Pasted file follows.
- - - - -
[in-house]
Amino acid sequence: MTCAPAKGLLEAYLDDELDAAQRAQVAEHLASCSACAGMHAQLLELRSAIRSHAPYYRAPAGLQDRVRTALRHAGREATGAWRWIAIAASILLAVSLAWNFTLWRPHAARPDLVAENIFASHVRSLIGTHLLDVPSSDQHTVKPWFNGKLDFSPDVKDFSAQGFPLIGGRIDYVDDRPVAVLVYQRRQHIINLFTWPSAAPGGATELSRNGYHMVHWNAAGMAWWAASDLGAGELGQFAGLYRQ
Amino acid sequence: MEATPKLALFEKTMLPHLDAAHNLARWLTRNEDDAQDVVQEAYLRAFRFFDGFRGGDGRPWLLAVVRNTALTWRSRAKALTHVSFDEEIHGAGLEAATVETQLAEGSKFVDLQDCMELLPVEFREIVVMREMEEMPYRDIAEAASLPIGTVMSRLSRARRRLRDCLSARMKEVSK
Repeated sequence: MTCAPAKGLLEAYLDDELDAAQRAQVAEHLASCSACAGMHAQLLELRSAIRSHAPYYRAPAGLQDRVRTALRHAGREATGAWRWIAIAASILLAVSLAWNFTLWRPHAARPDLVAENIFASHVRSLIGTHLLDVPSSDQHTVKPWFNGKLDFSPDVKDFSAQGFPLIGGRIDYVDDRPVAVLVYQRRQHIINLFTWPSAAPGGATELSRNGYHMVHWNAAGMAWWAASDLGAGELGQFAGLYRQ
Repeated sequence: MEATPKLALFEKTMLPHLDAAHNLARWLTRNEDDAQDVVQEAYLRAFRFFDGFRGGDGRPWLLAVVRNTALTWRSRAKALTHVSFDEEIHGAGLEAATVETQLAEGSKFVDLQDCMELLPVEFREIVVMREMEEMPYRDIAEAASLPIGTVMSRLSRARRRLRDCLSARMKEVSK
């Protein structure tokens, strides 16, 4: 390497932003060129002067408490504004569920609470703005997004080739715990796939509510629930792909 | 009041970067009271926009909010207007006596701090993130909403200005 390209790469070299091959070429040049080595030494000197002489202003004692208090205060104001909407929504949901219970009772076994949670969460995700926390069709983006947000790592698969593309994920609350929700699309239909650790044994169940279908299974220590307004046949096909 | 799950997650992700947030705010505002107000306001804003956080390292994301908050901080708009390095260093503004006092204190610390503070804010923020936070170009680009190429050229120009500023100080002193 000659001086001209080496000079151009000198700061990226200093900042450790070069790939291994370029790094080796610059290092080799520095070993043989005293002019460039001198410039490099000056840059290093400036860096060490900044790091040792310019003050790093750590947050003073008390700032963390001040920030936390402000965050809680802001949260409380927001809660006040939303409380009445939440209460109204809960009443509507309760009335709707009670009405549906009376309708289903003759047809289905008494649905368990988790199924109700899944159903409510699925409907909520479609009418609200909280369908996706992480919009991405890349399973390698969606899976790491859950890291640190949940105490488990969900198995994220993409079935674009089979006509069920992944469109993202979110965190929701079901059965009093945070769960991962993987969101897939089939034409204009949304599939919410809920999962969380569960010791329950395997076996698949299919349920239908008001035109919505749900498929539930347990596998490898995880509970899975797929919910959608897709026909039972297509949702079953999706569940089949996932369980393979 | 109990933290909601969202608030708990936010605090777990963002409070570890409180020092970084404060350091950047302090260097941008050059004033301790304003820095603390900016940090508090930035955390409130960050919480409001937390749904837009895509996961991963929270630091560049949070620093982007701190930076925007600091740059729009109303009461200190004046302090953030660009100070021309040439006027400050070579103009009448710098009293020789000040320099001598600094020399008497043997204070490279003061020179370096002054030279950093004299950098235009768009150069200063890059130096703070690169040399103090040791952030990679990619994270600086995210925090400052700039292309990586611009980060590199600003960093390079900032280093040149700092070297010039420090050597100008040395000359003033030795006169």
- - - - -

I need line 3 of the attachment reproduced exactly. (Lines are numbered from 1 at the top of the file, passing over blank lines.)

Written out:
Amino acid sequence: MEATPKLALFEKTMLPHLDAAHNLARWLTRNEDDAQDVVQEAYLRAFRFFDGFRGGDGRPWLLAVVRNTALTWRSRAKALTHVSFDEEIHGAGLEAATVETQLAEGSKFVDLQDCMELLPVEFREIVVMREMEEMPYRDIAEAASLPIGTVMSRLSRARRRLRDCLSARMKEVSK